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The Wise Shall Shine Brightly | Breaking Open the Word at Home

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Reading Time: 4 minutes

In the readings for Sunday, Nov. 18, we make our way to the end of the liturgical year, and the readings carry the theme of the second coming.


by Jen Schlameuss-Perry



Daniel 12:1-3

“But the wise shall shine brightly like the splendor of the firmament, and those who lead the many to justice shall be like the stars forever.”


Psalm 16
You are my inheritance, O Lord!


Hebrews 10:11-14, 18
Where there is forgiveness of these, there is no longer offering for sin.

Mark 13:24-32
“And then they will see ‘the Son of Man coming in the clouds’ with great power and glory, and then he will send out the angels and gather his elect from the four winds, from the end of the earth to the end of the sky.”


You can read the full text of this Sunday’s readings here:

Scriptures for the Thirty-third Sunday in Ordinary Time, Cycle B



It’s the 33rd Sunday in Ordinary Time — that means next week is the feast of Our Lord Jesus Christ, King of the Universe, and then … Advent! The liturgical year is a mini-tour through salvation history. And as we come to a close of the year (First Sunday of Advent begins the new year), we hear the end of the story — even though we haven’t entirely gotten there yet. Our readings today have an eschatological (dealing with the end times and Christ’s second coming) tone to set us up for next Sunday. We are in the “end times” of the liturgical year and reflect on the “end times” of the world.

Our first reading from Daniel is a foreshadowing of Jesus’ coming. If you’ve ever read the Book of Revelation, this first reading should sound very familiar — John borrowed heavily from the major prophets. We believe that when Jesus comes again, it will be something like what Daniel expressed, and what John echoed. It’s excellent news for those who work for justice. We’re told that while others are afraid of the end, God’s people will, “be like the stars forever.”

The second reading continues from the last few weeks to talk about Jesus as our great high priest, and that the sacrifice he made is what makes the events in the first reading and Gospel possible.

The Gospel continues to let us know what to expect at the end. It will be a noticeable event. It will be a good event for those who are ready and have looked at the signs of the times and responded to them. Every generation says that the times we’re in now are so much worse (in some ways) than when they were growing up. Children are dealing with things their parents and grandparents never dreamed would have to be part of their lives. We must pay attention to what’s happening around us and respond with faith and justice — we are Jesus’ presence until he comes back — and he’s going to look for an account of each of us and what we did to make the world better … or not.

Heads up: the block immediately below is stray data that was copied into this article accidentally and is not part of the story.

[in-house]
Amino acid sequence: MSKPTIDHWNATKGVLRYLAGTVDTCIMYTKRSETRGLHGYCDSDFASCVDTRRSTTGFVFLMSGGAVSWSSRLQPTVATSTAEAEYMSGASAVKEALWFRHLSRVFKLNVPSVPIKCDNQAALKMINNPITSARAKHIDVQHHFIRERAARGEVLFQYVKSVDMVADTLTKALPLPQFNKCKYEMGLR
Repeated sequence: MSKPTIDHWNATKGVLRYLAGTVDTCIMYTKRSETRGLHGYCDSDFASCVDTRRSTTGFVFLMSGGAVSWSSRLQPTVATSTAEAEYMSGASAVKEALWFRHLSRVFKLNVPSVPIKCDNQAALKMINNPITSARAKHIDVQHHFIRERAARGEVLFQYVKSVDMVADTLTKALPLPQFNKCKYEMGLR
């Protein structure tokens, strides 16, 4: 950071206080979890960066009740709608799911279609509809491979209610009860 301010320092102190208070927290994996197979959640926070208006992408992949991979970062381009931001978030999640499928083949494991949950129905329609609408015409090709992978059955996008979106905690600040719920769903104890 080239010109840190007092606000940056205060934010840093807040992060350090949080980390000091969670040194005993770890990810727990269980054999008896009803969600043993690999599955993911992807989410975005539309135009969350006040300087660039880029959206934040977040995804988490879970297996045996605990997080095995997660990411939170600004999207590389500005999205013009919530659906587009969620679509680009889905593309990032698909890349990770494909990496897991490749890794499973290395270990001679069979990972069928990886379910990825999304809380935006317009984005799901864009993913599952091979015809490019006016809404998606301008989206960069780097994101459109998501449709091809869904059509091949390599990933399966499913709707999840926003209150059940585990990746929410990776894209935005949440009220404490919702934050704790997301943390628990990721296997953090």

What do you think it will be like to meet God? 



Are you worried about the end of the world? What do you think it will be like? What do you think God”s judgment will be like for those who worked for justice and for those who didn’t?



What are the “signs of the times” that I’ve noticed? What do they speak of? What am I called to do to respond to them as a Christian?


Bonus Challenge

Today’s first reading is PERFECT for some lectio divina. The end times theme can be a little scary for kids (and adults), but when you look at Daniel’s words carefully, it takes the sting out. Take some family time today to really delve into today’s first reading (see the steps for lectio right below these words). 


A little lectio

The ancient practice of prayerfully reflecting on bits of Scripture is known as lectio divina. Want to try it out with your family? Head over to Lectio Divina for Kids to find out how to adapt this prayer practice for your kids.


A little Bible study

Want to do a little Bible study with your kids? Here are some tips:

  • During Ordinary Time, the Church pairs the Old Testament and New Testament readings in a way that each sheds light on the other. Ask your kids to look for the common theme connecting the two readings. (Sometimes it’s obvious, sometimes it is subtle.) How does the “dialogue” between the readings help you understand them better?
  • Get a New American Bible, Revised Edition, and take a look at the footnotes for these readings. How do they change your understanding of what is going on?
  • Take a look at the context for the readings—what happens before, or after?
  • Read the NABRE’s introduction to the book of the Bible that the readings are taken from. How does that help you understand the readings?
  • If you don’t have a copy of the NABRE at home, you can view it online at the USCCB website at the Daily Readings web page. (The link will take you to today’s reading; click forward or backward on the dates to get to Sunday’s readings.)

For even more resources for breaking open this Sunday’s readings, head over to The Sunday Website.

The image for Breaking Open the Word at Home is taken from a 17th century illuminated manuscript by an anonymous (but very talented) artist. The text is from the beginning of the Book of Sirach, chapter 1, verses 1-12, which begins: “All wisdom is from the Lord and remains with him forever.”

Follow Jerry Windley-Daoust:

Publisher, Gracewatch Media

Jerry Windley-Daoust is a writer, editor, and father of five. He writes essays and stories at Windhovering and is the show-runner for Gracewatch Media, a small Catholic publisher. You can follow his latest publishing projects at gracewatch.org.

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